2014 — The Phllies prudently held their ground, similar to the Dodgers from the previous year, and corralled Rhys Hoskins with the 142nd overall pick. However, the Rays (Casey Gillaspie), Astros (AJ Reed), Red Sox (Sam Travis) and Indians (Bobby Bradley) weren’t so fortunate, rushing to acquire corner infielders who haven’t impacted the majors.
2015 — Josh Naylor (1st round, 12th overall … now with the Padres) remains an interesting prospect. But then again, we’re also getting close to Crunch Time regarding Naylor’s long-term place in a big-league lineup. He’s no longer a blue-chip prospect.
REASON #2: YOU CAN NEVER GO WRONG WITH SHORTSTOPS OR STARTING PITCHERS AT 1-1
I don’t proclaim to be an expert with the baseball draft.
It takes a special kind of MLB lifer to travel the country, attend random prep/college games, write daily reports, execute endless prospect cross-checks and communicate with various front-office executives for 10-14 hours of a given day.
Every damn day.
That said, it doesn’t take a genius to construct a viable major-league roster — and fruitful farm system — as long as you’re surrounded by smart, energetic, forward-thinking people and have access to consistent financial resources.
What makes the job of drafting 1-1 so simple?
Baseball drafting isn’t an exact science. Unlike football and basketball, the average sports fan doesn’t have endless access to the high-end prospects. Heck, Spencer Torkelson might be one of the greatest hitters in NCAA history; and yet, there isn’t an unlimited treasure trove of YouTube clips showcasing his skills.
Which brings us to this …
Baseball fans don’t have much wiggle room for Monday Morning Quarterbacking the draft — unlike other sports.
Yes, Mike Trout was merely the 25th overall pick in the 2009 draft; but outside of pitcher Stephen Strasburg that year, there weren’t many Can’t-Miss Kids in the first 10 selections.
(Side note: As a Detroit native, I would gladly donate $400 to a charity organization … for the pleasure of reading the Tigers’ 2009 scouting report on Trout.)
In other words, MLB general managers shouldn’t be overwhelmed by the pressure of nailing the No. 1 pick. Yes, it can be a mentally exhaustive experience, knowing that any grave mistake (see Matt Bush, circa 2004) could be a setback for the franchise.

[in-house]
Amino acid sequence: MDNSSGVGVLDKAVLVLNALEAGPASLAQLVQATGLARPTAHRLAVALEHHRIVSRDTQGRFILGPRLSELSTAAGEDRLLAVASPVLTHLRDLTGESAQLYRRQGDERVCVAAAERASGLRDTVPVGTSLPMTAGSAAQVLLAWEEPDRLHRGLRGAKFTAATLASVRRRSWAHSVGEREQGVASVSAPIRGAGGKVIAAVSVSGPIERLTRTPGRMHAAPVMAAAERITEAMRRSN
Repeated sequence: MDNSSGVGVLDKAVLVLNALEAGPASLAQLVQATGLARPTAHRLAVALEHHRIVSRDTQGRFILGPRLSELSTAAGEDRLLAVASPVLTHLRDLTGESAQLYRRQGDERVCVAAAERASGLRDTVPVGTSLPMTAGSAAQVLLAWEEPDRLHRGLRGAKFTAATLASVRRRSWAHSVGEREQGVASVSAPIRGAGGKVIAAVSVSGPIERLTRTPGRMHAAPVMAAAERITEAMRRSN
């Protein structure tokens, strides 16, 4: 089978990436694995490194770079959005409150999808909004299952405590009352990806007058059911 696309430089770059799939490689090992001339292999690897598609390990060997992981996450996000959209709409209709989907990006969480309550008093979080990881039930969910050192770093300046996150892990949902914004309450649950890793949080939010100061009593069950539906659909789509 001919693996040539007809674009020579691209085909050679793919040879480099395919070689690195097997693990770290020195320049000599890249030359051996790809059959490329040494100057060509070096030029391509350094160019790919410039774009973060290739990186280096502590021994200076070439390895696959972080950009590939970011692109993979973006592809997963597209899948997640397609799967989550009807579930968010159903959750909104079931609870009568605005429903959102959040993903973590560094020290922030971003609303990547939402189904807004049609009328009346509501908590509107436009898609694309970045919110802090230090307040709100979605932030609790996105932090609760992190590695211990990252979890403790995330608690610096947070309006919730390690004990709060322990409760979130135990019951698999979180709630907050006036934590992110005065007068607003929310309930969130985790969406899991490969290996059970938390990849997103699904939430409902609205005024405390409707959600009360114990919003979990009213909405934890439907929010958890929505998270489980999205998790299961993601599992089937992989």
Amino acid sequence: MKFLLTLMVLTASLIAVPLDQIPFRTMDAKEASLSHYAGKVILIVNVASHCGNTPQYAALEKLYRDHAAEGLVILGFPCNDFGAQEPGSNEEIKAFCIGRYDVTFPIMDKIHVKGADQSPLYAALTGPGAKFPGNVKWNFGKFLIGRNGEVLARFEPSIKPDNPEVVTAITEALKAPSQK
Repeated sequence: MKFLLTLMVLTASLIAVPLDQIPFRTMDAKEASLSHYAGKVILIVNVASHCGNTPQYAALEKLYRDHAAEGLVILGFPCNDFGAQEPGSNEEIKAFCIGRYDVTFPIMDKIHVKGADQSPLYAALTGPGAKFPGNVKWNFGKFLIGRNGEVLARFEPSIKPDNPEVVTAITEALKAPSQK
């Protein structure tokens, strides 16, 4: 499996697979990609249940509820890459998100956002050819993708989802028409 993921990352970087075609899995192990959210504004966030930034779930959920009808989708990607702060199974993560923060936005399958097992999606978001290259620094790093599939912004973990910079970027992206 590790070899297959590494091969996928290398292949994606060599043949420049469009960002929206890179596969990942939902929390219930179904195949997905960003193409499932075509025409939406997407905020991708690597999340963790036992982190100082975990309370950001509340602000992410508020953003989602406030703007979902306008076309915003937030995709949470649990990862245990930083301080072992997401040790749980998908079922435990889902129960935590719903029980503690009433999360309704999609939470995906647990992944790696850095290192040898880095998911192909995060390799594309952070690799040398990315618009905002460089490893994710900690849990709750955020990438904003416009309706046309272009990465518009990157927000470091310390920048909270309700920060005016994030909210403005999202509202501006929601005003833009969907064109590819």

But when in doubt, just ride the talents of a starting pitcher with sterling stats, three dynamic pitches and off-the-charts character, and you’ll probably be fine in the end.
Or, go with the kid who has the physical acumen and mental makeup to handle playing shortstop or center field in the majors. Someone like Vanderbilt prospect Austin Martin (6-foot, 185 pounds … below).
For those unfamiliar with his game, Martin’s largely considered the best pure hitter in college baseball (career tallies: .368 batting, .474 on-base percentage, 1.007 OPS, nearly 1/1 strikeout-to-walk rate), while facing top-notch competition in the SEC.
But ay the rub: Thanks to the Coronavirus shutdown, MLB teams never reached a true consensus about Martin’s natural defensive position, either second base, third base, center field or even shortstop.
As such, the pro clubs are now consigned to speculate about Martin’s long-term home, despite his many athletic gifts.
These are First World Problems, by the way. For MLB.com’s draft page, Martin has a 50-plus score for all five scouting categories (hit: 65 … field: 55 … run: 55 … power: 50 … arm: 50 … overall — 60), including fielding.
To put that in better perspective, of the 10 top hitters on MLB’s 20-80 grading scale, only Martin, UCLA outfielder Garrett Mitchell and high school outfielder Zac Veen registered 50-plus scores for all five categories.
What about Martin’s signability factor, since each club has a limited talent pool for signing draftees?
This could be a thorny issue, since Martin and Torkelson both share the same draft advisor, MLB superagent Scott Boras.
However, in the last 25 years, only a small handful of top-5 picks elected not to sign with the drafting club (including Boras client J.D. Drew in 1997); and given Martin’s age (21), it stands to reason he’s ready for the pressure (and lucrative perks) of being a professional athlete.
To be fair, Torkelson doesn’t turn 21 until the end of August; and his power numbers (broke Barry Bonds’ ASU record for homers) are off the charts. There’s even prevailing optimism of Torkelson becoming the first hitter of the 2020 class to reach the majors on a full-time basis.
Speaking of which …
REASON #3: SHORT-SIGHTED CLUBS SELDOM GET REWARDED LONG TERM IN THE DRAFT
Back in 1997, the Tigers possessed the No. 1 overall pick for the first time in club history.
For me, a proud Detroit native, the possibilities seemed endless for a club that largely drafted well in the 1970s and 80s.
For example, the Tigers’ 1976 draft class included three eventual Hall of Famers (Jack Morris, Alan Trammell and Ozzie Smith, who didn’t sign with the team), one World Series-winning pitcher (Dan Petry) and a 10-year power hitter in the majors (Steve Kemp).